In the four-input comparator 140 of FIG. 14, assume that the voltages at nodes A, B, C and D are initially equal. A small amount of additional positive voltage introduced at node A, as shown by 1, would generate a negative response at node B, as shown by 2 a, at node C, as shown by 2 b, and at node D, as shown by 2 c. In turn, the response 2 a would cause a positive result at node A, as shown by 3 a, at node C, as shown by 3 b, and at node D, as shown by 3 c. The 2 b response would generate a positive result at node A, as shown by 3 d, at node B, as shown by 3 e, and at node D, as shown by 3 f. The 2 c response would generate a positive result at node A, as shown by 3 g, at node B, as shown by 3 h, and at node C, as shown by 3 i. As long as 2 a>3 e+3 h, 2 b>3 b+3 i, and 2 c>3 c+3 f, the comparator 140 will generate output logic levels of 1, 0, 0 and 0 at nodes A, B, C and D, respectively.

It should be emphasized that the exemplary multi-input comparators described herein are intended to illustrate the operation of the invention, and therefore should not be construed as limiting the invention to any particular embodiment or group of embodiments. For example, although illustrated using MOS circuitry, the invention can be implemented using any other type of transistor technology, including bipolar, GaAs, etc. The invention can be used with sense amplifiers or other comparison circuits that operate in ways other than that described herein. In addition, although particularly well suited for use with DC level values, the invention can also be applied to other types of signal values, including sampled analog signal values and digital signal values. Moreover, embodiments of the invention can be implemented in a wide variety of different configurations to accommodate the needs of particular applications. For example, comparators in accordance with the invention could be used to identify a subset of a given set of inputs, e.g., two of four inputs, which have larger or smaller magnitudes than the other inputs in the set. These and numerous other alternative embodiments within the scope of the following claims will therefore be apparent to those skilled in the art.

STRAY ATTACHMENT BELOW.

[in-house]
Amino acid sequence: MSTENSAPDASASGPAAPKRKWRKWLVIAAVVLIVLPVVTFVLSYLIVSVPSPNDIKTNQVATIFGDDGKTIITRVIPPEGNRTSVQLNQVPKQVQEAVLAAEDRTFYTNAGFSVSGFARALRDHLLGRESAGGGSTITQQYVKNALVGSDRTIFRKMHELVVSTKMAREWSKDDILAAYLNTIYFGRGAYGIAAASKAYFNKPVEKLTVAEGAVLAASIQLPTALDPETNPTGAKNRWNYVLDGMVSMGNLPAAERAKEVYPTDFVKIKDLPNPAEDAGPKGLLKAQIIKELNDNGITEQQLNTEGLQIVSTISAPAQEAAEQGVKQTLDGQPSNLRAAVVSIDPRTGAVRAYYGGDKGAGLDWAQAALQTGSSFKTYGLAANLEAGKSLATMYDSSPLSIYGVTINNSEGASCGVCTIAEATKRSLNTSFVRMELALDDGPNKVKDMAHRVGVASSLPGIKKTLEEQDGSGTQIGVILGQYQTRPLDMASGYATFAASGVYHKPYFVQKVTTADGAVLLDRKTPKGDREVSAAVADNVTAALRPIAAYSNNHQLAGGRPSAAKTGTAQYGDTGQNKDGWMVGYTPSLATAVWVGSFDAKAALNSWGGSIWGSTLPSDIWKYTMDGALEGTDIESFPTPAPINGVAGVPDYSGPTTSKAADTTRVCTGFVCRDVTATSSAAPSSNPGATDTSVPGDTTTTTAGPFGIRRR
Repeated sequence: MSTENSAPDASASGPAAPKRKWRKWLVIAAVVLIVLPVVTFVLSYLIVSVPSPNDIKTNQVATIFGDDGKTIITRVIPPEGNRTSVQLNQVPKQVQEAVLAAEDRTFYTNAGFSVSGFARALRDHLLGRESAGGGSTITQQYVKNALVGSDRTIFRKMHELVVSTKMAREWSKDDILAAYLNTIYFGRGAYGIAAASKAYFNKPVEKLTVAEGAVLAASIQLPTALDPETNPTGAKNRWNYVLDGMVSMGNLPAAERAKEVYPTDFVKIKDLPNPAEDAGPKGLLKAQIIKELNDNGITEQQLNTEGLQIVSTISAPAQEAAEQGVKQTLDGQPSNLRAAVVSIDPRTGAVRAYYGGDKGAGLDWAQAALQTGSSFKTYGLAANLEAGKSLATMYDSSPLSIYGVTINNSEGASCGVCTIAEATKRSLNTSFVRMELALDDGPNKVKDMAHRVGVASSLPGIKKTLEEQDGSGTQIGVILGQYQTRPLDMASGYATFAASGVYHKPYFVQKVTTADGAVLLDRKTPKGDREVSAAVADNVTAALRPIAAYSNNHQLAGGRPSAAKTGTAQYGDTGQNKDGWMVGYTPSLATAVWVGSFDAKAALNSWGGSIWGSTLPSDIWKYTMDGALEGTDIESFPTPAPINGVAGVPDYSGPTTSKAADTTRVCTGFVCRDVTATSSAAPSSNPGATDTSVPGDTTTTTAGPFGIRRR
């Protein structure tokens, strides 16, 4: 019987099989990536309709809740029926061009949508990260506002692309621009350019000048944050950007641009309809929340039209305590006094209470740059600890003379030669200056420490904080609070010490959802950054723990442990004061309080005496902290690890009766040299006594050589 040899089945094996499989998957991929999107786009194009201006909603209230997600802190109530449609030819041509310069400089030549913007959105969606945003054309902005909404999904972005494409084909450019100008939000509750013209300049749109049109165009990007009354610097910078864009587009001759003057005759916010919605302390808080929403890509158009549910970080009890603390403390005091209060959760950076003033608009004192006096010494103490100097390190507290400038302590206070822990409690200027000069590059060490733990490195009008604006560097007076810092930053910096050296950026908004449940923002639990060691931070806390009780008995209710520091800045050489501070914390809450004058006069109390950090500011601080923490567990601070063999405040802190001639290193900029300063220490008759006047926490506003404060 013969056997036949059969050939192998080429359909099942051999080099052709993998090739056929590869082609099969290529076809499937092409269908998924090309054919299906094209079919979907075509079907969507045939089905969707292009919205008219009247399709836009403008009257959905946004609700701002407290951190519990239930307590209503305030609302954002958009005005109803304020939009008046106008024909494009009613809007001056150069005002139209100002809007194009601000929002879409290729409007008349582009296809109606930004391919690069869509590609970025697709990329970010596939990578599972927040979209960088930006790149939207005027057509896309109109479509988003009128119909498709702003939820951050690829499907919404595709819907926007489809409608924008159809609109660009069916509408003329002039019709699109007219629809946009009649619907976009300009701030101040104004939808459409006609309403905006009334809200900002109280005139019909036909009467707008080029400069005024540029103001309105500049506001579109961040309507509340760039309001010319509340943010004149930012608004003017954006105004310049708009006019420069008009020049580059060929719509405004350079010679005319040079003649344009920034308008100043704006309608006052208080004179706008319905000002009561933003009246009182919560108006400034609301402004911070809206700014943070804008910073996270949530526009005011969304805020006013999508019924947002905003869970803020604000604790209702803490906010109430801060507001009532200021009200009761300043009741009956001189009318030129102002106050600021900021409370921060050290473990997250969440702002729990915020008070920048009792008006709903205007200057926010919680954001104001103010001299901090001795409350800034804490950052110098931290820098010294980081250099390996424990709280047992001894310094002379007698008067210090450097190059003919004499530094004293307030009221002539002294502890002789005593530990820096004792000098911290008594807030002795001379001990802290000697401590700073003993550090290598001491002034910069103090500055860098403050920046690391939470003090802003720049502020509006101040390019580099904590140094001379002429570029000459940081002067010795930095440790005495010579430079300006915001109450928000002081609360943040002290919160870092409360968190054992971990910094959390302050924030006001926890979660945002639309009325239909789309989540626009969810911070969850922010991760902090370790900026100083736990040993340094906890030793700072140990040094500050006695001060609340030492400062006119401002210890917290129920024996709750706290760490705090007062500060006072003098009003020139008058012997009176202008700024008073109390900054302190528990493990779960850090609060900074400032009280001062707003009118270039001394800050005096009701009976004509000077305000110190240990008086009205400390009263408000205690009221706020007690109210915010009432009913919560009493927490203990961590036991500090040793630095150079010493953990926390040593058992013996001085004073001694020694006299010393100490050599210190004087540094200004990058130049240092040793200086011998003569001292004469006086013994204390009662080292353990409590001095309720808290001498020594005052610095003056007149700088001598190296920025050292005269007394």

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Classifications
U.S. Classification327/71, 327/67, 327/58, 327/200
International ClassificationH03K5/24, G01R19/165
Cooperative ClassificationG01R19/16519, H03K5/249
European ClassificationH03K5/24F4
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May 8, 2014ASAssignment
Effective date: 20140506
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Owner name: DEUTSCHE BANK AG NEW YORK BRANCH, AS COLLATERAL AG
Jul 25, 2012FPAYFee payment
Year of fee payment: 12
Aug 18, 2008FPAYFee payment
Year of fee payment: 8
Aug 3, 2004FPAYFee payment
Year of fee payment: 4
Sep 29, 1998ASAssignment
Owner name: LUCENT TECHNOLOGIES INC., NEW JERSEY
Free format text: ASSIGNMENT OF ASSIGNORS INTEREST;ASSIGNOR:GABARA, THADDEUS JOHN;REEL/FRAME:009504/0155
Effective date: 19980928